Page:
Kindle 3

I got a Kindle 3! Yay!

All in all, so far, I love this device. I’ve been reading books on my iPhone and iPad so far, but at this point, I’d highly recommend it!

I got the $139 version which has wifi only, but for $189 you can snag a 3G version that will let you download eBooks from anywhere without setting up your own wireless network.

So to start with it, the packaging is very Apple-like. So is the charger. That’s nice. It doesn’t come in a shipping box, the box it comes in IS the shipping box, that’s a damn nice design to avoid wasted packing materials.

Out of the box is a nice experience; the Kindle itself is wrapped in plastic and the screen has instructions on how to get started printed on it. If you want to look like less of a fool than me, you won’t try and pry them off since unlike most devices that have a beautifully printed plastic cover over the screen, the startup instructions are the screen itself! Talk about a great first impression.

Oh, and yes, there is a charger plus a USB cable included in the box. Another nice touch in a day where $300 devices *cough*iPod Touch*cough* don’t include power adapters.

I already have a Kindle account and read eBooks on my iPad and iPhone, when I fired up the Kindle it was pre-configured to my Amazon account and once I got wifi connected, I was immediately able to download books that I’d already purchased.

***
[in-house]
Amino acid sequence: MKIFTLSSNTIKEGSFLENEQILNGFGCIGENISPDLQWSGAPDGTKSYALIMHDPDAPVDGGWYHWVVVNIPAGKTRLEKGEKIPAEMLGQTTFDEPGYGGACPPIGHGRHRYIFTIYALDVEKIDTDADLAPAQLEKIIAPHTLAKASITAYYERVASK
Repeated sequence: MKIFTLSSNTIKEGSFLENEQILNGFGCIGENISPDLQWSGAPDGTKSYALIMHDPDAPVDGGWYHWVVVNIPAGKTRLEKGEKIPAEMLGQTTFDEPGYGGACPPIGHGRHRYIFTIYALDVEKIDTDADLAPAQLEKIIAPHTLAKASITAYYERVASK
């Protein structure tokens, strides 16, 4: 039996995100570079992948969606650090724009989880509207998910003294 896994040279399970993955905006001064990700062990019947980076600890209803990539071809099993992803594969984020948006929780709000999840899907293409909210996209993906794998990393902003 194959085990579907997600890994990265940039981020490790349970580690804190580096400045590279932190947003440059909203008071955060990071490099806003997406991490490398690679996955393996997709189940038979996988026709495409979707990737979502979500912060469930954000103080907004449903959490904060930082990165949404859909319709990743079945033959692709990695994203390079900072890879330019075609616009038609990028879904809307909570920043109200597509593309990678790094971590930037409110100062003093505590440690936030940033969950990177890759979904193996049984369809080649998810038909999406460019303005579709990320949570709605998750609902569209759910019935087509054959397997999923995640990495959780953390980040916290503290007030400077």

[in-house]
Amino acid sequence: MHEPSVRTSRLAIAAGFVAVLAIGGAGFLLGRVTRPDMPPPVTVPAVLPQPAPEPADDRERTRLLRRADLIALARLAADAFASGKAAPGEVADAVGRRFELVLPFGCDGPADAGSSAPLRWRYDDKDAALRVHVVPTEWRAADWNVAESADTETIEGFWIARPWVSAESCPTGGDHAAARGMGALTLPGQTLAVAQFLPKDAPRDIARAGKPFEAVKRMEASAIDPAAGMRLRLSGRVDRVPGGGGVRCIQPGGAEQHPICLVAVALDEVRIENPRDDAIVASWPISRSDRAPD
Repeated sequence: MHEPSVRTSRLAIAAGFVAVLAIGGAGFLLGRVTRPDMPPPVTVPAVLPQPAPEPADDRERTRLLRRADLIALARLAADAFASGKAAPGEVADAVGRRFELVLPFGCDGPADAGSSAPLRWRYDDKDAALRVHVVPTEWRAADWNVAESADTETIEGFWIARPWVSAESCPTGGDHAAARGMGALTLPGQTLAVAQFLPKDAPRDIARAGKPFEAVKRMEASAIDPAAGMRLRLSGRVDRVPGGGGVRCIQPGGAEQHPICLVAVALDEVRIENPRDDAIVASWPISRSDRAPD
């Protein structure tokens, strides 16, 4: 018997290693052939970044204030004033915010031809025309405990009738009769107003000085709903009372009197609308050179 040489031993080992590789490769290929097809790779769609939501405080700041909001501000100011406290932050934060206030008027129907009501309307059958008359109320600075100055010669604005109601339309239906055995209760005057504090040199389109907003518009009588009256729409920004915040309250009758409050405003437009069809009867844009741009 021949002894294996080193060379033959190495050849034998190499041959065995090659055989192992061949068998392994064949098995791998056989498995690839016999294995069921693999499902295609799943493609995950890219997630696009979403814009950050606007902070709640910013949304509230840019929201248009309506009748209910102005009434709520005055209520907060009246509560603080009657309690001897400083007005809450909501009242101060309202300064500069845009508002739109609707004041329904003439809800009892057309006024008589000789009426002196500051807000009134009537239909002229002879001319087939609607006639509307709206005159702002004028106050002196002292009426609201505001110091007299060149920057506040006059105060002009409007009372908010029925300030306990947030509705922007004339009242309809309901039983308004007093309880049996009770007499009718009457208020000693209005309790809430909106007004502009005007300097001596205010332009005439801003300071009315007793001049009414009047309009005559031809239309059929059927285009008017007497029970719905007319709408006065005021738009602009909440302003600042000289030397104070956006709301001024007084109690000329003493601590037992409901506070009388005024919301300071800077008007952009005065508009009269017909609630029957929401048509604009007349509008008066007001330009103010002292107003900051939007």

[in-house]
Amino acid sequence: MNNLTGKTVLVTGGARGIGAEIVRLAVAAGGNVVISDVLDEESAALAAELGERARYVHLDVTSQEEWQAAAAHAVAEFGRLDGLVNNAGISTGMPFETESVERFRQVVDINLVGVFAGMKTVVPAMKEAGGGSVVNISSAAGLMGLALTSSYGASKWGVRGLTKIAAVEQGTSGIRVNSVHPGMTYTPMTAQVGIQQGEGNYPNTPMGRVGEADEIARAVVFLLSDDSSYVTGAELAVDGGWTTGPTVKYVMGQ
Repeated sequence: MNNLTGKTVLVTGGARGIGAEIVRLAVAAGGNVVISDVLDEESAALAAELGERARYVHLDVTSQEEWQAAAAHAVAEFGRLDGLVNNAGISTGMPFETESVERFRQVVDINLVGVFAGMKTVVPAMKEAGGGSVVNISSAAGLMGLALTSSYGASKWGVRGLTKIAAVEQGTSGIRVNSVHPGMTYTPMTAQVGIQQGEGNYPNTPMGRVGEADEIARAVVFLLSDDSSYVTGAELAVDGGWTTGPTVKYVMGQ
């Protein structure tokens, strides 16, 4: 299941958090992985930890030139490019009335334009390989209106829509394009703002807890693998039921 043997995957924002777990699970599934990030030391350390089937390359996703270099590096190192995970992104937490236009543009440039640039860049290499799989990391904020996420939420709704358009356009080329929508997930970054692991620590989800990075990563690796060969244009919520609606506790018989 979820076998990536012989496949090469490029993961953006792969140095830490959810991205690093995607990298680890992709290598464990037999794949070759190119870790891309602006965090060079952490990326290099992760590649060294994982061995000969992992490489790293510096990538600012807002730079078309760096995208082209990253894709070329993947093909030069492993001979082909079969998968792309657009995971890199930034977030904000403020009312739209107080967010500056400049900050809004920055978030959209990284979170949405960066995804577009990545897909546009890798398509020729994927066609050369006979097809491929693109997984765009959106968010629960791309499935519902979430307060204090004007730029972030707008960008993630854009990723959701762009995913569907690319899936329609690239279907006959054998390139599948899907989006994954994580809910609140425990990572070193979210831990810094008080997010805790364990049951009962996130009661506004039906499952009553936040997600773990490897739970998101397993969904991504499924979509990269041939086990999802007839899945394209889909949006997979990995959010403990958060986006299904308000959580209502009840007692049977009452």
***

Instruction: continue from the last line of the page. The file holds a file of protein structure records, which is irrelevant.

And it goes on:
The screen is absolutely beautiful, the Kindle is so much lighter than I’d expected, and it’s a very comfortable fit in the hand. There are page-turn buttons on the left and right, so it’s great regardless of which hand you’re using at that particular moment.

Unfortunately I did have one fairly major problem with the wifi setup. On the plus side it should work fine for most normal home networks, the problem only occurs when using a configuration that is more common in business networks.

If you really care about the details, read on:

It’s looking like a bug in Kindle’s network stack.  Specifically, the device breaks when a DHCP server returns this configuration:

Subnet Mask:
Default Gateway:
DNS Server:

After the Kindle obtains an IP address, it attempts to send a DNS lookups to, but routes the packets to the default gateway instead of correctly delivering them to the local network.

Interestingly this works on “normal” home LANs where is both a router and DNS server, but breaks on a more “corporate” style LAN where the router/firewall/default-gateway is not the DNS server.

I’ve reported the problem to Amazon’s support, we’ll see how much hassle it is to get through the first level support droid.